IDV = the listed price of the vehicle as per the manufacturer – depreciation specified in the Indian Motor Tariff

The listed price is also called the ex-showroom price of the vehicle and it excludes the cost of registration, insurance and other loadings.

Moreover, if the vehicle is fitted with additional accessories the costs of which are not included in the listed price, IDV would also include the value of such accessories after depreciation. In such cases, IDV would be calculated as follows –

IDV = (the listed price of the vehicle as per the manufacturer – depreciation specified in the Indian Motor Tariff) + (value of additionally fitted accessories – depreciation on them)

The rate of depreciation applicable for calculating the IDV is as follows –

Age of the vehicle Applicable depreciation
Up to 0.5 years5%
0.5 years to 1 year15%
1 year to 2 years20%
2 years to 3 years30%
3 years to 4 years40%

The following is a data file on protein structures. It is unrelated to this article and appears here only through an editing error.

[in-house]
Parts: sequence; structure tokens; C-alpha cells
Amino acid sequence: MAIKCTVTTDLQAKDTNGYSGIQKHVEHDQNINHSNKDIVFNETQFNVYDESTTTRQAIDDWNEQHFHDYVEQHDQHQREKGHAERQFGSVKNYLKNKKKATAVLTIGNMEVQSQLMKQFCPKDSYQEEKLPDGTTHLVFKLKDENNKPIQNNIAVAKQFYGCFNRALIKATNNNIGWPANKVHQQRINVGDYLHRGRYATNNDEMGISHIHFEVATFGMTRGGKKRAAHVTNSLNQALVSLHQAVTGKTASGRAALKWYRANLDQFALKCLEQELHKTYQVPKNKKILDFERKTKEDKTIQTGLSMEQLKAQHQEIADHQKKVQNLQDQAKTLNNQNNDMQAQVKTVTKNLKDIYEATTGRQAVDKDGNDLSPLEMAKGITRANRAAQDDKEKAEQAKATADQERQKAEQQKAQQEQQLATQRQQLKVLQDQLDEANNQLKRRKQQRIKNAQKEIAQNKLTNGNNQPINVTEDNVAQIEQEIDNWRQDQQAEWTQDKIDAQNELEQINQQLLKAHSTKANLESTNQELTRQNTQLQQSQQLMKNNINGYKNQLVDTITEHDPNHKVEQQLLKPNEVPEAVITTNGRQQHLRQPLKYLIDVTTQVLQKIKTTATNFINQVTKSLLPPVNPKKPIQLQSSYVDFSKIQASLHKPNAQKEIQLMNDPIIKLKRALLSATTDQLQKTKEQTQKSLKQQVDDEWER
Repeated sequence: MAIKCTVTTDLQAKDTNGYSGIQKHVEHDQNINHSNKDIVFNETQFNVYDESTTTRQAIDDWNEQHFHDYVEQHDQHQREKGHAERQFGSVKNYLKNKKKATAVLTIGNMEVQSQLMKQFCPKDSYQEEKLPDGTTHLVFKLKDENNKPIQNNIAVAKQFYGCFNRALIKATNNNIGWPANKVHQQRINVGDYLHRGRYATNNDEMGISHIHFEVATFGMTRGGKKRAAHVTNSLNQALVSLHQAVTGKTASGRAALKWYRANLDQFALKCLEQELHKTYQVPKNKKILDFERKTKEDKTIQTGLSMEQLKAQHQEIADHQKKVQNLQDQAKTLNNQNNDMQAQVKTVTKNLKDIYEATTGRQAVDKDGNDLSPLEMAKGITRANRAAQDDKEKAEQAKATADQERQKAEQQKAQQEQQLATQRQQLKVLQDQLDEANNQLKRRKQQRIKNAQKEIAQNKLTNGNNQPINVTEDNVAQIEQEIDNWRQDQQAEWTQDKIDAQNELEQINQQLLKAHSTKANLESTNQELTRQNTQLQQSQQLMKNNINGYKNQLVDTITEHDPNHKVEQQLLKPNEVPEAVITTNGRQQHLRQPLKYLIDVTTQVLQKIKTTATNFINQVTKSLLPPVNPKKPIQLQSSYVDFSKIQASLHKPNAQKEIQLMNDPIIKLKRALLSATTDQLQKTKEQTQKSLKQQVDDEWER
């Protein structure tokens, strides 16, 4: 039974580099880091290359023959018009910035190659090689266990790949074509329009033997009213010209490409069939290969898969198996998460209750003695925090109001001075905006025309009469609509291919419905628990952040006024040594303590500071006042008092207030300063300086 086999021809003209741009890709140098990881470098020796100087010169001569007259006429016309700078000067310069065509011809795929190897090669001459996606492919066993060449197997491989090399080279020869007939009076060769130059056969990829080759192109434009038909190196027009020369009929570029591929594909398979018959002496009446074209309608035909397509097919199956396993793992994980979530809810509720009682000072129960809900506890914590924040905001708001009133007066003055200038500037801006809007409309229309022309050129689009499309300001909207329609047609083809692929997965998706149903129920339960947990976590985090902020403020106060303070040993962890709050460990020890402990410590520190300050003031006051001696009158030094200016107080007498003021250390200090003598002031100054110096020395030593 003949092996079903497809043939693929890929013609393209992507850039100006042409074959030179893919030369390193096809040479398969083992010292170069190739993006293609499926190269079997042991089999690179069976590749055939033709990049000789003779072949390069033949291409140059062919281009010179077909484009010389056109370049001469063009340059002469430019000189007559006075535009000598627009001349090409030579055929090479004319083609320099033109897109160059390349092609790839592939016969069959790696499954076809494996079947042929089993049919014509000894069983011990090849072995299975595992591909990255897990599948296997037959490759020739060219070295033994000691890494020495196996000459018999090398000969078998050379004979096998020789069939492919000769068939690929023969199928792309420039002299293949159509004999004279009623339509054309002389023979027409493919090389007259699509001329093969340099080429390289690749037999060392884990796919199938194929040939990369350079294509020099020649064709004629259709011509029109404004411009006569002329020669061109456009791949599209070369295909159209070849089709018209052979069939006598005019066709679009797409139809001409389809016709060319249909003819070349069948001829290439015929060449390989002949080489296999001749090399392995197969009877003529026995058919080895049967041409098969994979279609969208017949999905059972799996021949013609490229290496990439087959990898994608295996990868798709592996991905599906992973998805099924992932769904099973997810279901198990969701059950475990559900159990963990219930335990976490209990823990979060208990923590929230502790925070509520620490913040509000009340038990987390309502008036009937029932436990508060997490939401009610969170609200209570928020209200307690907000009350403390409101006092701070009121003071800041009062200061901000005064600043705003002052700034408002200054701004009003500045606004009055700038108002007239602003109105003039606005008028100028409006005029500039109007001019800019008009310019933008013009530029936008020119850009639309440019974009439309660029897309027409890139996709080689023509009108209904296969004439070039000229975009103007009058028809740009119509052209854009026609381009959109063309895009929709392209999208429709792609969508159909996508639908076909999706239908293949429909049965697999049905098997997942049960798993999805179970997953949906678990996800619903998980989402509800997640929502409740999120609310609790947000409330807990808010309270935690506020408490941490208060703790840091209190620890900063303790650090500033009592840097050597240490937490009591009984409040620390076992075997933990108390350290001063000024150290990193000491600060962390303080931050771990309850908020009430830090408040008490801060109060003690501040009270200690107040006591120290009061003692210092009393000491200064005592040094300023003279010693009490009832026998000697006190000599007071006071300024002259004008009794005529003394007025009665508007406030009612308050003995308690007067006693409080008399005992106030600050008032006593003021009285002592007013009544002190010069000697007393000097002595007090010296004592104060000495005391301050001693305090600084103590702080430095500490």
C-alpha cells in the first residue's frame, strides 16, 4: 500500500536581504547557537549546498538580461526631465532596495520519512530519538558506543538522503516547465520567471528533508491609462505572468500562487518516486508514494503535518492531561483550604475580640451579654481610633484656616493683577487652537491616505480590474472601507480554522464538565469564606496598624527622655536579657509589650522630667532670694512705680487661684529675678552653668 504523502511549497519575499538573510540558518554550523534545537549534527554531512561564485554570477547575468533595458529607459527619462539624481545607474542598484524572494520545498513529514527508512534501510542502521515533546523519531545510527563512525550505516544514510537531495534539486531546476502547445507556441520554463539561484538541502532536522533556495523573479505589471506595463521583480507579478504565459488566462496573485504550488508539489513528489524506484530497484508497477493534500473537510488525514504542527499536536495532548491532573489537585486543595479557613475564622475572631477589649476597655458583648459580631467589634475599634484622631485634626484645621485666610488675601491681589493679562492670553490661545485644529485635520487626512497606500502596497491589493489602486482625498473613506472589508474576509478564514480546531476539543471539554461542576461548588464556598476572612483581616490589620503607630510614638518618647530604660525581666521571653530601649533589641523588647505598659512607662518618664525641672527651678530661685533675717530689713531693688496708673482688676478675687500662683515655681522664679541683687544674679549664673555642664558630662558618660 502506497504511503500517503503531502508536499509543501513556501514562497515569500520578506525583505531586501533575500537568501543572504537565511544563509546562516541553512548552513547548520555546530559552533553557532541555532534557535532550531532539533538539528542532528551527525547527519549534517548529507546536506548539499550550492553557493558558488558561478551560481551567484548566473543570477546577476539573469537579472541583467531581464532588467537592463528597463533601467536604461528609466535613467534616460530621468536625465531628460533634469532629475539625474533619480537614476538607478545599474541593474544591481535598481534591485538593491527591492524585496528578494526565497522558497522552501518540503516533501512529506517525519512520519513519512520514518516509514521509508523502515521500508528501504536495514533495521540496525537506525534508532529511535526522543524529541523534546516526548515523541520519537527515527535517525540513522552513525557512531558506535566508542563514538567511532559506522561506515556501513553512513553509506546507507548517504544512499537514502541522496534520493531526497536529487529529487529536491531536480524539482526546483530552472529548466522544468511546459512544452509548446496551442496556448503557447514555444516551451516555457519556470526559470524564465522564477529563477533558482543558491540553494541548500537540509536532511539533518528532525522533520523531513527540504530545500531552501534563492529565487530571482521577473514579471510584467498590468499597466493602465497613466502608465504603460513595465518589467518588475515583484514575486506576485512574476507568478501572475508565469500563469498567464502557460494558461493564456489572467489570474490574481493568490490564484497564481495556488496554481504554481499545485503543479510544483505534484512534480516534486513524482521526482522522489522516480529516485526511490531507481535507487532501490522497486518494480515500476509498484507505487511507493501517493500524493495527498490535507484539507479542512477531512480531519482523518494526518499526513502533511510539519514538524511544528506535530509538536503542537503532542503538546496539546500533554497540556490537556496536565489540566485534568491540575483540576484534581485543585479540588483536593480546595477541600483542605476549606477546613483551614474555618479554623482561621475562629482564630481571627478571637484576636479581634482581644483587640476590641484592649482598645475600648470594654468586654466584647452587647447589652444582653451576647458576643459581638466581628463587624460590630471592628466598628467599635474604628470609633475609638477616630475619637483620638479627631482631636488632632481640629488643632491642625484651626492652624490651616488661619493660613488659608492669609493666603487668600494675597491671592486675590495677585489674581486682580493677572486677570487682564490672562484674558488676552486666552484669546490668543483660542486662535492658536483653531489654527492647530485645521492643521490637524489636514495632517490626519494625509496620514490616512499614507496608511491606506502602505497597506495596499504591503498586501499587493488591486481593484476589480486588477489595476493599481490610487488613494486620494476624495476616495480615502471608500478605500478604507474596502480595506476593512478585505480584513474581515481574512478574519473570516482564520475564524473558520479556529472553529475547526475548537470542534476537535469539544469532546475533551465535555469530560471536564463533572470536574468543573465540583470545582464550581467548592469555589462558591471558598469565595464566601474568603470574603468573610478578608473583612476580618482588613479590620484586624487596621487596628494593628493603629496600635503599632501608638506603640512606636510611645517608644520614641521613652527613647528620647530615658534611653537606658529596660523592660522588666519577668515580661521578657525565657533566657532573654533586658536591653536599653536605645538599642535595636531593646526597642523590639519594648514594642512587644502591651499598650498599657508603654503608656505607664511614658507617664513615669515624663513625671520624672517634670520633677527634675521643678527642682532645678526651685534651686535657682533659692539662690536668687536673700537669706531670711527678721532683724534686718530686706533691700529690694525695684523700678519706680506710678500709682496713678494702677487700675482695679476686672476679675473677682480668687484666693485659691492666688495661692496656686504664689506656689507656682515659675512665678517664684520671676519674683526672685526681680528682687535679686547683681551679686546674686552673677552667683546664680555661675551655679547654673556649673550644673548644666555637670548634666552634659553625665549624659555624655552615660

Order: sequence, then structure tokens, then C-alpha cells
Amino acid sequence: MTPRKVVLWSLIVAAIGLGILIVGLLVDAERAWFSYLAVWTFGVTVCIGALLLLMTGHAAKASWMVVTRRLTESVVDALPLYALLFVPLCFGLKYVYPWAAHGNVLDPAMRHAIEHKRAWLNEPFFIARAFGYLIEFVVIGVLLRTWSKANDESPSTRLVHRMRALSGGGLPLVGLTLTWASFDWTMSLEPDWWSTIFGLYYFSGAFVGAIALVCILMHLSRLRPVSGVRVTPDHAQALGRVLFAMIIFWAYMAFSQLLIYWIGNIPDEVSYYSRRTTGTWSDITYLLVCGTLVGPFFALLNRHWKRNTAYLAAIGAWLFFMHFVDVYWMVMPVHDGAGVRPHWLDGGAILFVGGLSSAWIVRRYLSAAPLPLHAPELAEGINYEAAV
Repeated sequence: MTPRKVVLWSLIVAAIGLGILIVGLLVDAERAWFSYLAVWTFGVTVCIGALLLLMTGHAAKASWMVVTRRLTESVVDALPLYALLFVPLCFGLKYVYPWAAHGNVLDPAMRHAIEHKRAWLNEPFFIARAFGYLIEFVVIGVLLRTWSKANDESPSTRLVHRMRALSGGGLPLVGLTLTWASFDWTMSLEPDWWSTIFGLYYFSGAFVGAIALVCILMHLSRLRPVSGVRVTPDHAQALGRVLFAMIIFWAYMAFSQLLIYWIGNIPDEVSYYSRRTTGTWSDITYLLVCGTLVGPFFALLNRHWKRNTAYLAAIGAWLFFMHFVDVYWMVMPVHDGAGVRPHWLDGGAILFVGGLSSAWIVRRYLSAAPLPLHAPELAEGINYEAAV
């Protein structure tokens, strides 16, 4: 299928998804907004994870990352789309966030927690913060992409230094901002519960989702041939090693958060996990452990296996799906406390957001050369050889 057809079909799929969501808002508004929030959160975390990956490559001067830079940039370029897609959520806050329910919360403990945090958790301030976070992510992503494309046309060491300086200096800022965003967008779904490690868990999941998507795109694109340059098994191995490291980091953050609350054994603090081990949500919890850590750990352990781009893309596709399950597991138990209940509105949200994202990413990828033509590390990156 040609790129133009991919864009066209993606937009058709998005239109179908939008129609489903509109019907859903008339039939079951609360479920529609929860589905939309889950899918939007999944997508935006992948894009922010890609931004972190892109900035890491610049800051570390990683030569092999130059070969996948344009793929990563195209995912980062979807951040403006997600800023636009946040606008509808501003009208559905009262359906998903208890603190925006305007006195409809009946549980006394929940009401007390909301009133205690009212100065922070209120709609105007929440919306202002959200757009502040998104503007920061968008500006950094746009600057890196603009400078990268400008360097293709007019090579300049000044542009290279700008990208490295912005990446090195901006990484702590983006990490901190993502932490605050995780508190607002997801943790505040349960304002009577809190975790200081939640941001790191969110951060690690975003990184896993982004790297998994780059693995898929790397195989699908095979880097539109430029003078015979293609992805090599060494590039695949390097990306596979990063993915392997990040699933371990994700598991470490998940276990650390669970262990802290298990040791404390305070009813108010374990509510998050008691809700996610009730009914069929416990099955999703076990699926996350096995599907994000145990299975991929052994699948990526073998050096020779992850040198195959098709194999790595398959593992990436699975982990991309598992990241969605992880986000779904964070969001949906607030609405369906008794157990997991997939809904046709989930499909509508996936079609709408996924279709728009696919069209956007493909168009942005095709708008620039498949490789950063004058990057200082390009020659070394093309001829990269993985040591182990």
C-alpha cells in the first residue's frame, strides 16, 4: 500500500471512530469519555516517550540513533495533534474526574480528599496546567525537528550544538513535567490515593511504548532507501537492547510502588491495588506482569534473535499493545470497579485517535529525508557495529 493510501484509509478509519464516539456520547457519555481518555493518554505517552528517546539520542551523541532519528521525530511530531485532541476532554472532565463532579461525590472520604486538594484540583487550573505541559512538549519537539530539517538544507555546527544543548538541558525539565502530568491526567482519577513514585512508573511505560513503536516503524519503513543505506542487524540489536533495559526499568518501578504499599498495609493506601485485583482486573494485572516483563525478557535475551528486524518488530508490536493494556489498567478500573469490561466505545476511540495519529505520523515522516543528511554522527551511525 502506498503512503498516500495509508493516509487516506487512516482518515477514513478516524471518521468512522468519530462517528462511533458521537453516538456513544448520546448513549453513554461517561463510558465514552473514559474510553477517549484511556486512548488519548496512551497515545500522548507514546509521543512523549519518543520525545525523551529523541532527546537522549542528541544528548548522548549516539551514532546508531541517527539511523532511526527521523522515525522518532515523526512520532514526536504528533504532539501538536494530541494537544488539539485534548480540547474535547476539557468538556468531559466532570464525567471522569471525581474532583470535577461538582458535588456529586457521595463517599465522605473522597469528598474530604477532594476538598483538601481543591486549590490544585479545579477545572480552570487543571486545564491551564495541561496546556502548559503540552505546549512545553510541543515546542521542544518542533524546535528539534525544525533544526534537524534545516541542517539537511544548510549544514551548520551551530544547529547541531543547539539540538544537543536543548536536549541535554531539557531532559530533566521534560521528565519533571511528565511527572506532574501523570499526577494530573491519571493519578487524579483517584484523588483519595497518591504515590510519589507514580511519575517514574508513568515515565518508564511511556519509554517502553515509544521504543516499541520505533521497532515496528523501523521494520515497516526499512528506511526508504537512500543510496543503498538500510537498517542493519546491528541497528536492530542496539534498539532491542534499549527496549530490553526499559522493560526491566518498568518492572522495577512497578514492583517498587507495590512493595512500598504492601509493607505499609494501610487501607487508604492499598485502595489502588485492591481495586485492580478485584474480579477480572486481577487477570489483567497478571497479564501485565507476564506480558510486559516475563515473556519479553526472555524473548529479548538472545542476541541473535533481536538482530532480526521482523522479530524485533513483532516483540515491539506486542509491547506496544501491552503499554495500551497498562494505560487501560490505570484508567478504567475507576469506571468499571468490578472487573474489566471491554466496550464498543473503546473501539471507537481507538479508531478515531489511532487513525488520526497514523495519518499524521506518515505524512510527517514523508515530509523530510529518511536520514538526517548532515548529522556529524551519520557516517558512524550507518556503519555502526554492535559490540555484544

4 years to 5 years50%

If the vehicle is more than 5 years old, the IDV is settled based on its condition, serviceable parts available in the market and a mutual understanding between the insurance company and the policyholder.

Importance of IDV

The importance of IDV is felt at the time of claim. Since it is the maximum liability undertaken by the insurer, IDV is paid in the following instances of claim –

In these three cases of claims, the insurance company pays the IDV applicable under the policy. So, having the correct IDV in the insurance policy would determine the settlement of claim and is, therefore, important.